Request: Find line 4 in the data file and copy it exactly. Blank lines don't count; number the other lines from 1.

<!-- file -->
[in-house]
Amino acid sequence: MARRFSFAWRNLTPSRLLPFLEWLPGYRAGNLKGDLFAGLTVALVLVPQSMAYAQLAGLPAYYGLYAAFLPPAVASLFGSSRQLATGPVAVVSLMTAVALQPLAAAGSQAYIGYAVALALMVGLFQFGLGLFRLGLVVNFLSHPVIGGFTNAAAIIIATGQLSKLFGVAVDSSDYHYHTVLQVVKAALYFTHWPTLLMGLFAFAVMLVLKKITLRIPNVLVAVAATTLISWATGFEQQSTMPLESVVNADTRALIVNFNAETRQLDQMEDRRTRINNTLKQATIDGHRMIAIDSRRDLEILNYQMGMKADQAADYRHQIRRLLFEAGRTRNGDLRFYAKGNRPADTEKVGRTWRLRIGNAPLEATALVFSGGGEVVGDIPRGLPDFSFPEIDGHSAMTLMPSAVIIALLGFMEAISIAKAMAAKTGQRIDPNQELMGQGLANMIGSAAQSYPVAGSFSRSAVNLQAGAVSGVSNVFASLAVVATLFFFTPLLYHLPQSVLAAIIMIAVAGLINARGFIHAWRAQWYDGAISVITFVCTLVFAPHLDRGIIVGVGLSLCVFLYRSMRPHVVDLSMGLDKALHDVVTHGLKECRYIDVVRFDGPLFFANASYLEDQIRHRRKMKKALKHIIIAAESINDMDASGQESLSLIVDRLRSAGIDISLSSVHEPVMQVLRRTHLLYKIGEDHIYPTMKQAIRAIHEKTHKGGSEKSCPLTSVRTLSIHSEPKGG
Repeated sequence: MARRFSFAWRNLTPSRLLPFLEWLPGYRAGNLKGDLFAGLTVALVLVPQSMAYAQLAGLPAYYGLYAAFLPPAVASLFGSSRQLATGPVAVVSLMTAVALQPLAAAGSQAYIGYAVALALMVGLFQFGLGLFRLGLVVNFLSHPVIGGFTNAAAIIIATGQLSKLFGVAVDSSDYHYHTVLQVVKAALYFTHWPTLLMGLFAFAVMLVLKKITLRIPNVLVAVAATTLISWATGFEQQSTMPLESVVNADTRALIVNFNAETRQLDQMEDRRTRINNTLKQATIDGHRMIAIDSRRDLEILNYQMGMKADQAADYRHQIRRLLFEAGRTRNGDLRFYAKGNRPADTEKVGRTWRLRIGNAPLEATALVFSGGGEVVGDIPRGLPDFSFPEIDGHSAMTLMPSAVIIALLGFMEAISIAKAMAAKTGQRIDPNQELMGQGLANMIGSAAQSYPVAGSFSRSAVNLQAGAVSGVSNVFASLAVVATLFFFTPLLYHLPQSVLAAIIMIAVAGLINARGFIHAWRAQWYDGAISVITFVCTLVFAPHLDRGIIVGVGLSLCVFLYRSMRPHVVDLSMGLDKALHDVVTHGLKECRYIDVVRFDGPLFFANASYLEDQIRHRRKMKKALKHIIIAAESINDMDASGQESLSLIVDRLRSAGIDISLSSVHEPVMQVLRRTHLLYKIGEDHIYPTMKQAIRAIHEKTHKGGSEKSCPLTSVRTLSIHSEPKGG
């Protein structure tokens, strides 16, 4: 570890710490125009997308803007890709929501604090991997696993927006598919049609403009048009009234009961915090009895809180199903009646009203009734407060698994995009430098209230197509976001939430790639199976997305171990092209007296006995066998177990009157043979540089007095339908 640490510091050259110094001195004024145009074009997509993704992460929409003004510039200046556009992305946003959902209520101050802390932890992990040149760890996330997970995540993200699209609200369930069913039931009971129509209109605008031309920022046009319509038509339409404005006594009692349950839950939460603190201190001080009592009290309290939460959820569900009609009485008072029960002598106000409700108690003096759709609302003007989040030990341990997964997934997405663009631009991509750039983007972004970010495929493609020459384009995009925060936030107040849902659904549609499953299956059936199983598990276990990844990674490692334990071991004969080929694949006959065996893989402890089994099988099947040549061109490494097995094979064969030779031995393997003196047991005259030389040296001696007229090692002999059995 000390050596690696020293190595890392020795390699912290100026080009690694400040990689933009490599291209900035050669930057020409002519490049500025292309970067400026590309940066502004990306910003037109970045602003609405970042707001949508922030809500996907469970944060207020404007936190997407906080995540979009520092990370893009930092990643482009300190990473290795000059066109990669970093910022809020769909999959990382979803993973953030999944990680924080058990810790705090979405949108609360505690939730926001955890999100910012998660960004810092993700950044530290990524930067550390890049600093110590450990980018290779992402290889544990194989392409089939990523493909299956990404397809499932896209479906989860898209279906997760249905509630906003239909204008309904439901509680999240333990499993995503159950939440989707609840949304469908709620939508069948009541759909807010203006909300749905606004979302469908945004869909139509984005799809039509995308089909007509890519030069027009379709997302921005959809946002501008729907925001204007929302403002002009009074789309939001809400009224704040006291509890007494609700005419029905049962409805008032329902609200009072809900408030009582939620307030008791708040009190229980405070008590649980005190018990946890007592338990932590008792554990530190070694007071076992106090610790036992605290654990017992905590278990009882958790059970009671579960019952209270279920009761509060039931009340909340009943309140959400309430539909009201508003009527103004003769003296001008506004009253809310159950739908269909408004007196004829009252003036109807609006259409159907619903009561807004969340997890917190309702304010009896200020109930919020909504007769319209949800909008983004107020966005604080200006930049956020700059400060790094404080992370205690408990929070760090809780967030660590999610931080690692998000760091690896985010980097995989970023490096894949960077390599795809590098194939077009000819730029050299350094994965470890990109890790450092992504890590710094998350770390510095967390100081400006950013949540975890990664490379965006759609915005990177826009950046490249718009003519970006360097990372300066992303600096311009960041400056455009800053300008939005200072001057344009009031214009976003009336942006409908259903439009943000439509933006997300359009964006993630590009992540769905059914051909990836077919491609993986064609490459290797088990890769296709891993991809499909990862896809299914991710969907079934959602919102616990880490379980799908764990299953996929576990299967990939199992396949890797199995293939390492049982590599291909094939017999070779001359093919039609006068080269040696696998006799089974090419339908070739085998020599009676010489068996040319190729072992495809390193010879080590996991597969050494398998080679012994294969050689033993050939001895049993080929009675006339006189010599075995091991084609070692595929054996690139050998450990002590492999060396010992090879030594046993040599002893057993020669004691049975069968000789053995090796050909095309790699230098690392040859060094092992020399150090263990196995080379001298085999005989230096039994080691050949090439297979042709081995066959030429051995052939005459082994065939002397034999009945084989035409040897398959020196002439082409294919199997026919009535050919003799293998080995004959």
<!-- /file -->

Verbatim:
């Protein structure tokens, strides 16, 4: 570890710490125009997308803007890709929501604090991997696993927006598919049609403009048009009234009961915090009895809180199903009646009203009734407060698994995009430098209230197509976001939430790639199976997305171990092209007296006995066998177990009157043979540089007095339908 640490510091050259110094001195004024145009074009997509993704992460929409003004510039200046556009992305946003959902209520101050802390932890992990040149760890996330997970995540993200699209609200369930069913039931009971129509209109605008031309920022046009319509038509339409404005006594009692349950839950939460603190201190001080009592009290309290939460959820569900009609009485008072029960002598106000409700108690003096759709609302003007989040030990341990997964997934997405663009631009991509750039983007972004970010495929493609020459384009995009925060936030107040849902659904549609499953299956059936199983598990276990990844990674490692334990071991004969080929694949006959065996893989402890089994099988099947040549061109490494097995094979064969030779031995393997003196047991005259030389040296001696007229090692002999059995 000390050596690696020293190595890392020795390699912290100026080009690694400040990689933009490599291209900035050669930057020409002519490049500025292309970067400026590309940066502004990306910003037109970045602003609405970042707001949508922030809500996907469970944060207020404007936190997407906080995540979009520092990370893009930092990643482009300190990473290795000059066109990669970093910022809020769909999959990382979803993973953030999944990680924080058990810790705090979405949108609360505690939730926001955890999100910012998660960004810092993700950044530290990524930067550390890049600093110590450990980018290779992402290889544990194989392409089939990523493909299956990404397809499932896209479906989860898209279906997760249905509630906003239909204008309904439901509680999240333990499993995503159950939440989707609840949304469908709620939508069948009541759909807010203006909300749905606004979302469908945004869909139509984005799809039509995308089909007509890519030069027009379709997302921005959809946002501008729907925001204007929302403002002009009074789309939001809400009224704040006291509890007494609700005419029905049962409805008032329902609200009072809900408030009582939620307030008791708040009190229980405070008590649980005190018990946890007592338990932590008792554990530190070694007071076992106090610790036992605290654990017992905590278990009882958790059970009671579960019952209270279920009761509060039931009340909340009943309140959400309430539909009201508003009527103004003769003296001008506004009253809310159950739908269909408004007196004829009252003036109807609006259409159907619903009561807004969340997890917190309702304010009896200020109930919020909504007769319209949800909008983004107020966005604080200006930049956020700059400060790094404080992370205690408990929070760090809780967030660590999610931080690692998000760091690896985010980097995989970023490096894949960077390599795809590098194939077009000819730029050299350094994965470890990109890790450092992504890590710094998350770390510095967390100081400006950013949540975890990664490379965006759609915005990177826009950046490249718009003519970006360097990372300066992303600096311009960041400056455009800053300008939005200072001057344009009031214009976003009336942006409908259903439009943000439509933006997300359009964006993630590009992540769905059914051909990836077919491609993986064609490459290797088990890769296709891993991809499909990862896809299914991710969907079934959602919102616990880490379980799908764990299953996929576990299967990939199992396949890797199995293939390492049982590599291909094939017999070779001359093919039609006068080269040696696998006799089974090419339908070739085998020599009676010489068996040319190729072992495809390193010879080590996991597969050494398998080679012994294969050689033993050939001895049993080929009675006339006189010599075995091991084609070692595929054996690139050998450990002590492999060396010992090879030594046993040599002893057993020669004691049975069968000789053995090796050909095309790699230098690392040859060094092992020399150090263990196995080379001298085999005989230096039994080691050949090439297979042709081995066959030429051995052939005459082994065939002397034999009945084989035409040897398959020196002439082409294919199997026919009535050919003799293998080995004959």